CASTALIA’S CodePower ADOPTED BY KENYA’S MINISTRY OF EDUCATION AS THE COUNTRY’S FIRST OFFICIAL CODE EDUCATION MATERIAL

Officially approved by the textbook council as supplementary material tailored to code education becoming compulsory
in primary education from FY2020

 

Castalia Co., Ltd. (headquarters: Tokyo, Japan) is pleased to announce that dated January 30, 2020, our CodePower has been approved
by KICD (Kenya Institute of Curriculum Development), an institute affiliated with Kenya Ministry of Education, Science and Technology,
as the first textbook/educational material tailored to the country’s code education curriculum.

 

In Kenya, code education has become compulsory from FY2020 (starting January 2020); in public education, Grade 4 pupils in primary
schools (equivalent to Japan’s elementary schools) will learn “Coding” in 5 lessons as part of a 12-lesson section of “Digital Technology”
under the “Science” curriculum.  The programming segment has already been added in the country’s major “Science” textbooks,
however, CodePower is the first adopted educational material dedicated to coding.  We also plan to make the methods of instruction of
CodePower available for teachers as a mobile content using our mobile learning platform.

 

Castalia’s “Survey on Entry-level Code Learning in Fundamental Education” in Kenya has been selected by Japan International Corporation
Agency (JICA) as a commissioned project of business model formulation surveys to benefit from JICA’s Small and Medium Enterprises /
Sustainable Development Goals Overseas Business Development Support (the second of FY2018).

 

In Kenya, there are 37,910 elementary schools (24,241 public / 13,669 private) and 10.54 million pupils; the growth in population
continues to accelerate mainly in the youth.  At the same time, job security in the younger generation has been a major social problem
and the fostering of human resources in the future is a national agenda.  The Kenyan government has been implementing a 21st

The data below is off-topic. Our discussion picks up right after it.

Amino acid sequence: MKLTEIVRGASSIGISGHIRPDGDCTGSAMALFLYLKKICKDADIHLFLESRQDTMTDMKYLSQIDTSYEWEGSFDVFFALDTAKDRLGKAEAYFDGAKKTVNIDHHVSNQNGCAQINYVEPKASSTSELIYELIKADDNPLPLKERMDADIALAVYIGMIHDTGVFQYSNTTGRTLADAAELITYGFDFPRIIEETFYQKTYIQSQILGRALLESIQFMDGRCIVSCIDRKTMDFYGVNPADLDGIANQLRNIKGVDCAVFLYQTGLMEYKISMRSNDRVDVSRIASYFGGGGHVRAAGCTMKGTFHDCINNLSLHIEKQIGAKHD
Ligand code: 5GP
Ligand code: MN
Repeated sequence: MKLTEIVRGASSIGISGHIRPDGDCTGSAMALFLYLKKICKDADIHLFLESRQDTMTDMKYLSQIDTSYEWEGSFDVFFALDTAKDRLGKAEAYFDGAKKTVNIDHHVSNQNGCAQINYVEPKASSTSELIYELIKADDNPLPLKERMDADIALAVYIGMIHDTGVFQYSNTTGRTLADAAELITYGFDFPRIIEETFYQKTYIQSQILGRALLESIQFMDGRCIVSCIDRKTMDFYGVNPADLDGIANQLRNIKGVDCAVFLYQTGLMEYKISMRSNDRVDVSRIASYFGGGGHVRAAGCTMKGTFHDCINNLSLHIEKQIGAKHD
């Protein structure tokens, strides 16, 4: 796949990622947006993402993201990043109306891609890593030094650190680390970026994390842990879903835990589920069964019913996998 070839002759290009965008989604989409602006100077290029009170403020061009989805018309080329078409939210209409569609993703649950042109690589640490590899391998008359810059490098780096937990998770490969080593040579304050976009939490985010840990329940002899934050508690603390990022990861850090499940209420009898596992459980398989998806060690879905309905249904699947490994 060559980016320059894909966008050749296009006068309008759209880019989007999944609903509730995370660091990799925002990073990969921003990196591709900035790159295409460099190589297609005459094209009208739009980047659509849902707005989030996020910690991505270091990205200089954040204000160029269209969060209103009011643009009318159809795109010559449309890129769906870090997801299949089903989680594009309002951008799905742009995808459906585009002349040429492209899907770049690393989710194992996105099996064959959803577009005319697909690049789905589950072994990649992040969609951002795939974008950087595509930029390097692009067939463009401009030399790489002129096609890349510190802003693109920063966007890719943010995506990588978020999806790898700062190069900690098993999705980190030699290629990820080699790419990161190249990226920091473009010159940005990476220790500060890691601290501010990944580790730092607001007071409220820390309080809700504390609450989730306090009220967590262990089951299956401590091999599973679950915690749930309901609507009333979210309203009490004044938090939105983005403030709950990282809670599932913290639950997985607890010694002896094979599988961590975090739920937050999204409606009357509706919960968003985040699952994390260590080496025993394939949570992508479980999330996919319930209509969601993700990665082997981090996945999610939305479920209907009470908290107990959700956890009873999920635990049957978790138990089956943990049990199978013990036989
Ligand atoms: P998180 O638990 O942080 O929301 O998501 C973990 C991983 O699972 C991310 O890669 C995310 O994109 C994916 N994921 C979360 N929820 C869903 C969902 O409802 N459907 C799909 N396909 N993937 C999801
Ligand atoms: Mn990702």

century-style education since 2018 through the education ministry; they became the second country in Africa, following Rwanda, to
make code education compulsory.
The compulsory code education starts from Grade 4 and will be incorporated in higher grades each year.

 

Under the supervision of Professor Yasumasa Omori of Joetsu University of Education, Castalia’s CodePower utilizes the methods
and contents that have been proven through feasibility studies, and is structured in a way where students can have fun learning and
teachers can teach easily in the course of gaining computational thinking in public education.  The priority is to encourage interest in
coding in public education; we are determined to make a contribution to the fostering of STEM human resources in the near-future Kenya.

 

Features of CodePower

  • – Workbook (26 pages including front/back covers) and Teachers’ Guide (60 pages including front/back covers)
  • – Non-PC dependent, unplugged course structure; uses micro robot Ozobot as educational tool.
  • – Tailored to the curriculum newly issued by KICD: 5 lessons in total.  Fitting to the short 35-minute lesson, each lesson is constructed
    not to take time for the preparation for the lesson and the clearing up afterwards.
  • – Supervised by Professor Yasumasa Omori of Joetsu University of Education, the lessons feature Japanese-oriented elements such as
    learning how to fold a paper plane.
  • – Textbook in English language.  Word usage and expression tailored to primary school grade 4 English proficiency level.
  • – Release timeframe: Spring 2020 (tbc)

 

Castalia’s CEO Satoshi Yamawaki (right) and project director Kimiyoshi Yokogawa (left), having received the approval notice for CodePower at the KICD campus in Nairobi, Kenya

 

 

 

 

Excerpt of the workbook

 

 

 

 

 

 

Population pyramid of Kenya.  Ages 0-39 consists of approximately 70% of the entire population.
Source: https://www.populationpyramid.net/kenya/2020/